In protest, some students hit the strict police officer Maj. Johnson (Alexx O'Nell) by spilling oil under his motorbike, making him fall. Enraged, Johnson makes random enquiries about the culprits but is unsuccessful. However, Wilkinson manages to confirm the truth out of Jhunku, and an enraged Johnson then shoots Sukhen (Shaheb Bhattacharya), one of the boys involved. This incident makes Jhunku an outcast amongst his friends, and he becomes determined to avenge the death of Sukhen. Soon afterwards, Johnson is made the DIG of police although Wilkinson had requested his transfer. This incident further shocks Jhunku. All his faith on his tutor Sir Wilkinson is lost, and he joins Masterda's army. Meanwhile, Pritilata Waddedar (Vega Tamotia) a school teacher by profession, is fascinated by the ideologies of Masterda and has great admiration for him. She wishes to join him in his future plans against the British Rule. She also appears to be in love with Nirmal sen (Nawazuddin Siddiqui) but he is reluctant to express his feelings.

Masterda and his comrades Nirmal Sen, Loknath Bal (Rajkummar Rao), Ambika Chakraborthy (Dibyendu Bhattacharya) and Ananta Singh (Jaideep Ahlawat) train the 50-odd students and plan to capture the city of Chittagong on 18 April 1930 by disconnecting all modes of communication. As per plan, the armoury of the police is captured by a group of revolutionaries led by Ganesh Ghosh and revolutionaries, led by Lokenath Baul takes over the Auxiliary Force armoury. Unfortunately the machine guns are not located. The revolutionaries also dislocate telephone and telegraph communications and disrupt the movement of the trains. After the successful raids, all the revolutionary groups gathered outside the police armoury where Surya Sen takes a military salute, hoisting the national flag and proclaims a provisional revolutionary government. The whole town is overjoyed at the success of Indian Republican Army and Chittagong is officially conquered by Surya Sen and his boys for one day. However, reinforcements from Calcutta soon set out to capture the rebels. Knowing of the army attack, the revolutionaries leave town before dawn and march towards the Jalalabad hill ranges, looking for a safe place. But the British Army's first wave is demolished by Masterda's teenagers. This enrages the British and they bring in machine guns. Harish also known as Tegra, the younger brother of Lokenath and a friend of Jhunku, dies.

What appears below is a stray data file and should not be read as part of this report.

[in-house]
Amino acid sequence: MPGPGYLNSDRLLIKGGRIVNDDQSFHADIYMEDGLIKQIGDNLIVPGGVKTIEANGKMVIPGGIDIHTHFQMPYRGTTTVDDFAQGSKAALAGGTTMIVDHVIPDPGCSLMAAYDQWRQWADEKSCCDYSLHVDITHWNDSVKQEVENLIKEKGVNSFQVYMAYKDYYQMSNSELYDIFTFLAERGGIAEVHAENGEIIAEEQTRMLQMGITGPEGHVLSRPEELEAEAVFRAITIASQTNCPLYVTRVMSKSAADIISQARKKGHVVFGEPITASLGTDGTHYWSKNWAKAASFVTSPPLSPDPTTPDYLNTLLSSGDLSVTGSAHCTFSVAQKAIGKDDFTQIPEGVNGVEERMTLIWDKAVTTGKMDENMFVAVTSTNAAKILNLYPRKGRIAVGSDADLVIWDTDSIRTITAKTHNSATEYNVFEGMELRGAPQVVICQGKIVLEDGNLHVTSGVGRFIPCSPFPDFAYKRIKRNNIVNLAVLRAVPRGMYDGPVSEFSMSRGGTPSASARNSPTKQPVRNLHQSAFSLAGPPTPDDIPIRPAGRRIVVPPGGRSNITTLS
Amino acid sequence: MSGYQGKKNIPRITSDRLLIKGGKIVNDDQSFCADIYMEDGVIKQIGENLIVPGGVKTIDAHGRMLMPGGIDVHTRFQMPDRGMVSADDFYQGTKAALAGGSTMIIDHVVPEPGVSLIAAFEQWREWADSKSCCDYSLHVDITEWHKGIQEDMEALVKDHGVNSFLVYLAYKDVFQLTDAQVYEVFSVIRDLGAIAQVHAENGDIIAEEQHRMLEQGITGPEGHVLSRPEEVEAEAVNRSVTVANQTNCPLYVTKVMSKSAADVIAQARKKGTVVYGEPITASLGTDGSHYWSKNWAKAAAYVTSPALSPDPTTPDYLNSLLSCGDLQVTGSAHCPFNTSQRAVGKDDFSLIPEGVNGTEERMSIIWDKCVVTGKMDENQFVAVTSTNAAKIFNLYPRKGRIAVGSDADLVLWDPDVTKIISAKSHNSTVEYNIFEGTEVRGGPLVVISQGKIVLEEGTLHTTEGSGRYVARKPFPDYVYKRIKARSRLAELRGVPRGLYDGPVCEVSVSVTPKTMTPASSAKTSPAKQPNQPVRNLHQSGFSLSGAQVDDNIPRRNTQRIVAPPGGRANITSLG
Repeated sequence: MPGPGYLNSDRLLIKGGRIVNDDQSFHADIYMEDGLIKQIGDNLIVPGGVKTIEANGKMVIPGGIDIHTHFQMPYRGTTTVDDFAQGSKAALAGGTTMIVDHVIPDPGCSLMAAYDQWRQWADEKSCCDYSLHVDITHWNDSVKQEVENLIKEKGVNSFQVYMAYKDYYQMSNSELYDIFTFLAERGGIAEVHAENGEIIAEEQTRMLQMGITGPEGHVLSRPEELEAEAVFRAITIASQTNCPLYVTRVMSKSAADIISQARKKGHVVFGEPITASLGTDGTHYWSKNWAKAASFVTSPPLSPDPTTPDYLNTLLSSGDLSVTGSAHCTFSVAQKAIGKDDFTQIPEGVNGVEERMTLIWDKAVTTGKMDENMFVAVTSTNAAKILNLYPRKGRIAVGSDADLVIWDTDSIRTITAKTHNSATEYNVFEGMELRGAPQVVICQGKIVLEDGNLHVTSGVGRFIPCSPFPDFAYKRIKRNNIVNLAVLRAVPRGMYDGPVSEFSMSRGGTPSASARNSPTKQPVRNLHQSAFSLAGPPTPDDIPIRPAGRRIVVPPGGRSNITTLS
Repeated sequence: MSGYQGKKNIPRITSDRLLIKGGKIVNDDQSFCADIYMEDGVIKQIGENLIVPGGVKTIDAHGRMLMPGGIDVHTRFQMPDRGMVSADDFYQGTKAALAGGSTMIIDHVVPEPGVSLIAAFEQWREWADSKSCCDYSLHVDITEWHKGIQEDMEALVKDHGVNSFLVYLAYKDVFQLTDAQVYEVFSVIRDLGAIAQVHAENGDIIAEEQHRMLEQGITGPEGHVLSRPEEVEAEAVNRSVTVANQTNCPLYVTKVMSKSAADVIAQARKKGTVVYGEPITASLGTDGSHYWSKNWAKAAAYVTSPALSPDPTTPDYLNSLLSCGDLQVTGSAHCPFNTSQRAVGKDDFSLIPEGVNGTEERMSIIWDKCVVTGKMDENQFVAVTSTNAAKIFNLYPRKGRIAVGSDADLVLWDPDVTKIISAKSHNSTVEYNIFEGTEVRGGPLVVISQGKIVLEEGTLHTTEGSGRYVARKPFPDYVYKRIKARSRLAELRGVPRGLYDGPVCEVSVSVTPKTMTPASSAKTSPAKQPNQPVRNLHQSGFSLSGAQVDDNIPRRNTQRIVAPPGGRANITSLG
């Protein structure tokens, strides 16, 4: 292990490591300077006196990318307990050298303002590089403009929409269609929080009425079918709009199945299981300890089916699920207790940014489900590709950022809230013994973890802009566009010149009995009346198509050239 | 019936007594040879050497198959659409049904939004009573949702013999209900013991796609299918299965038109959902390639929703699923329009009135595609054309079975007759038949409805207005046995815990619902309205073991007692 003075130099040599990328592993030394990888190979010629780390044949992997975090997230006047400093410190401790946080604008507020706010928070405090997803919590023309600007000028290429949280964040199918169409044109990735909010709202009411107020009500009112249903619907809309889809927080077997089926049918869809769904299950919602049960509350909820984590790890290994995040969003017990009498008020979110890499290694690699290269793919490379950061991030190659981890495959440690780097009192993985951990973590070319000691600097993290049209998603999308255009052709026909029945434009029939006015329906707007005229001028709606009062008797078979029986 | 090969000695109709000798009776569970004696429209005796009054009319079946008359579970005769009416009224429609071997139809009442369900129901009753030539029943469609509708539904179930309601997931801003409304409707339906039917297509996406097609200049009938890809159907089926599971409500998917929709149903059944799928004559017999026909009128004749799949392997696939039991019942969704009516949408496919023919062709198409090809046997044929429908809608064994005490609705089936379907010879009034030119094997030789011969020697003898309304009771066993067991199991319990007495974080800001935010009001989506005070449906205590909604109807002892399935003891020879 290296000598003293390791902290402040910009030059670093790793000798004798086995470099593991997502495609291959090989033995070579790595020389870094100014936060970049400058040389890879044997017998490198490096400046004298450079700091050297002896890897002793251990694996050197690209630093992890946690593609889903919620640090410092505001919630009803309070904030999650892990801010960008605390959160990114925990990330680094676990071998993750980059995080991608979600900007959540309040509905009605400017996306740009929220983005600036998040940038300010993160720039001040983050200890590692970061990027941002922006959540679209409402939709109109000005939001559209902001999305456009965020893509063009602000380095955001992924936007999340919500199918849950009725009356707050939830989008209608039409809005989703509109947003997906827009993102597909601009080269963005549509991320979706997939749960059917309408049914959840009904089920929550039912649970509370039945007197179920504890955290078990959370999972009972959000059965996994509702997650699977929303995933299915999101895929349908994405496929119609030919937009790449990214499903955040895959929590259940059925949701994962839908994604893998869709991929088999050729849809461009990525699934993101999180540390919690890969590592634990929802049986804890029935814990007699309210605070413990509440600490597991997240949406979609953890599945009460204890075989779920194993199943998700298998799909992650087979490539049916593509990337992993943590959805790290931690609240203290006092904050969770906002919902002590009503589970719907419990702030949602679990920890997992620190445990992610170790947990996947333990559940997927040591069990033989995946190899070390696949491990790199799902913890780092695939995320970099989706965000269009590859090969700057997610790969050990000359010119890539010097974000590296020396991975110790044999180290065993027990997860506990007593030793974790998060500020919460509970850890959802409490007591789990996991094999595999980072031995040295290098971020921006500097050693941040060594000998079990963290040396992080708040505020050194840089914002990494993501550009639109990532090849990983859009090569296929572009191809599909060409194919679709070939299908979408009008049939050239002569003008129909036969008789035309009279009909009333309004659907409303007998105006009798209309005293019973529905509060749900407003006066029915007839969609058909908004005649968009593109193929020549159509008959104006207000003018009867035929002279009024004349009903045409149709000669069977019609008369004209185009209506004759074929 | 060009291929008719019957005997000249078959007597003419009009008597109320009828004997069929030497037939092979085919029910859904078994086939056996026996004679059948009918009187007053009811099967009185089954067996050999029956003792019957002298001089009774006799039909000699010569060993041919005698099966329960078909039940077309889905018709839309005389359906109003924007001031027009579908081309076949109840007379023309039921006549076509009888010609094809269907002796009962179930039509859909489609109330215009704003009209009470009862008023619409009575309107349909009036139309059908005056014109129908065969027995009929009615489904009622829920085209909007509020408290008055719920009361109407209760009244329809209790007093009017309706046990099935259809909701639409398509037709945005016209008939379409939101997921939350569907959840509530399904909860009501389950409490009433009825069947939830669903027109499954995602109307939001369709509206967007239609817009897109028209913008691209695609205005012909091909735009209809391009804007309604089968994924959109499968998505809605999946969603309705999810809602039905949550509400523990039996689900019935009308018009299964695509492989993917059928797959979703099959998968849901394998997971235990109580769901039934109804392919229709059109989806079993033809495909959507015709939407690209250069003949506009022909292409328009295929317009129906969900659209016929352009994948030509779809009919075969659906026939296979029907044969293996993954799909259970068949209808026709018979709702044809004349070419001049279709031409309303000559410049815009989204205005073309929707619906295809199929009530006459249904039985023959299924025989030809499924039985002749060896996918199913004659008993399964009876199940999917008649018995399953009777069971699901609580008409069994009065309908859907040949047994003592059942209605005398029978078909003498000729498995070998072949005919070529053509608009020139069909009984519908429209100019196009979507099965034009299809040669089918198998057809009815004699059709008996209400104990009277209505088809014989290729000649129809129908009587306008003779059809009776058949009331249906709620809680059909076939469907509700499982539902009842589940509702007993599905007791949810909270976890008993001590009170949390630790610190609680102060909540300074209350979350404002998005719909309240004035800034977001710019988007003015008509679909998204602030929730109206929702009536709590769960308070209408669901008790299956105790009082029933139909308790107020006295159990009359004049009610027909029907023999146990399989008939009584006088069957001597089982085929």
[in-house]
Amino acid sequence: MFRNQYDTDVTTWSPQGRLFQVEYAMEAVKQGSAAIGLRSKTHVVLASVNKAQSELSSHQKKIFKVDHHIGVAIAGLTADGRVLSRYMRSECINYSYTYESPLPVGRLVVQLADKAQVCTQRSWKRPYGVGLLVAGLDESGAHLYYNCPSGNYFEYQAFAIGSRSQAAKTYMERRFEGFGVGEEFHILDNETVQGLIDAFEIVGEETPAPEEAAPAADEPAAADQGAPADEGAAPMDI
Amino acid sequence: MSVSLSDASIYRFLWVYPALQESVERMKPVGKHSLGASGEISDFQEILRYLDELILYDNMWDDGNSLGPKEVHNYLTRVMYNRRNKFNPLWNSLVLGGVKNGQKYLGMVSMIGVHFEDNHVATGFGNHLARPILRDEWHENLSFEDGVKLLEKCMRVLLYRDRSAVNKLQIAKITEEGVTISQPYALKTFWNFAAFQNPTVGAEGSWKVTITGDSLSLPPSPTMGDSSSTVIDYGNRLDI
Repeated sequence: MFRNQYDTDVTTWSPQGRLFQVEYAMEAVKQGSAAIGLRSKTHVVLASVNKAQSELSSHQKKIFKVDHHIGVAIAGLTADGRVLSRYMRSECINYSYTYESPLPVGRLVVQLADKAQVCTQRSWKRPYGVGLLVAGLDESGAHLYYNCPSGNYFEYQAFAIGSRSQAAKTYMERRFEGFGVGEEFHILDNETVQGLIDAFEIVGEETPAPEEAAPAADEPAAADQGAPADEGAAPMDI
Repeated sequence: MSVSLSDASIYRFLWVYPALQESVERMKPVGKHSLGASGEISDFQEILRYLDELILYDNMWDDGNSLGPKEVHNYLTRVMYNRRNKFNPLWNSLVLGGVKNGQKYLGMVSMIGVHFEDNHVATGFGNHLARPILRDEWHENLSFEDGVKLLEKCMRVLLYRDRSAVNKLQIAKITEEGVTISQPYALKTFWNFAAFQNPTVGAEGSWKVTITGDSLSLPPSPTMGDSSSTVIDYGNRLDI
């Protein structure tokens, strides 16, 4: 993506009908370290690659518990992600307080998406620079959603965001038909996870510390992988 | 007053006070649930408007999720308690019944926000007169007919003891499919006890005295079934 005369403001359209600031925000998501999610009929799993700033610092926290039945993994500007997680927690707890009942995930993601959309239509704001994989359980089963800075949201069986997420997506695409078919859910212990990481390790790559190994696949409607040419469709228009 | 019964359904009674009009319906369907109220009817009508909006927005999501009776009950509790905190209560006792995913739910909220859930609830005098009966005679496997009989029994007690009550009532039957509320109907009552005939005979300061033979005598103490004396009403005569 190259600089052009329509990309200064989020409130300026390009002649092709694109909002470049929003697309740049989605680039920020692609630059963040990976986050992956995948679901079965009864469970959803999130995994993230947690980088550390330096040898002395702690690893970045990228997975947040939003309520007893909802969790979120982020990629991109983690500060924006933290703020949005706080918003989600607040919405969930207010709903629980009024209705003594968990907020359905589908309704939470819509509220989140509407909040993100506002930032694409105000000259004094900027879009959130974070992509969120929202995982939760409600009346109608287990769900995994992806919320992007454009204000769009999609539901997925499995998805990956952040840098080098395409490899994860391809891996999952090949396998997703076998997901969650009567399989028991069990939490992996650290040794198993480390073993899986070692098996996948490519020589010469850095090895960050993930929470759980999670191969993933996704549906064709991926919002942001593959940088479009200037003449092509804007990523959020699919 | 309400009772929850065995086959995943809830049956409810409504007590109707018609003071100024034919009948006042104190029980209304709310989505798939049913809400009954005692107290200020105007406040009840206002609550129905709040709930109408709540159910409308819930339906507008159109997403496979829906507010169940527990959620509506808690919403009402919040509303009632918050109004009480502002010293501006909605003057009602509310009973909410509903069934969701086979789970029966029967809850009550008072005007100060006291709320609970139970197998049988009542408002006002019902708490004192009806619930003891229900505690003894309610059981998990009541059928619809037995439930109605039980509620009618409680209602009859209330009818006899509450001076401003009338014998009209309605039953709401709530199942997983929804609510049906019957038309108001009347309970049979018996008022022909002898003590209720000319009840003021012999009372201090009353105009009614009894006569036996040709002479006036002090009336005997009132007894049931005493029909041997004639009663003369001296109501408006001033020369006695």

Soon after revolutionaries disperse in smaller groups, to nearby villages. Ahsanullah Khan (Anurag Arora) from CID comes to Chittagong and cracks down on the revolutionaries. Jhunku is arrested and is severely beaten by Johnson and Ahsanullah during interrogation; he refuses to betray his leaders and comrades. He is sentenced to Kaala-Paani for life imprisonment. In due course, many revolutionaries and police officials are killed in the gun fights including noted revolutionary Nirmal Sen and police CID chief Ahsanullah. However, Pritilata Waddedar successfully attacks the Pahartali European Club and assassinates DIG Johnson; being gravely wounded she commits suicide by swallowing cyanide.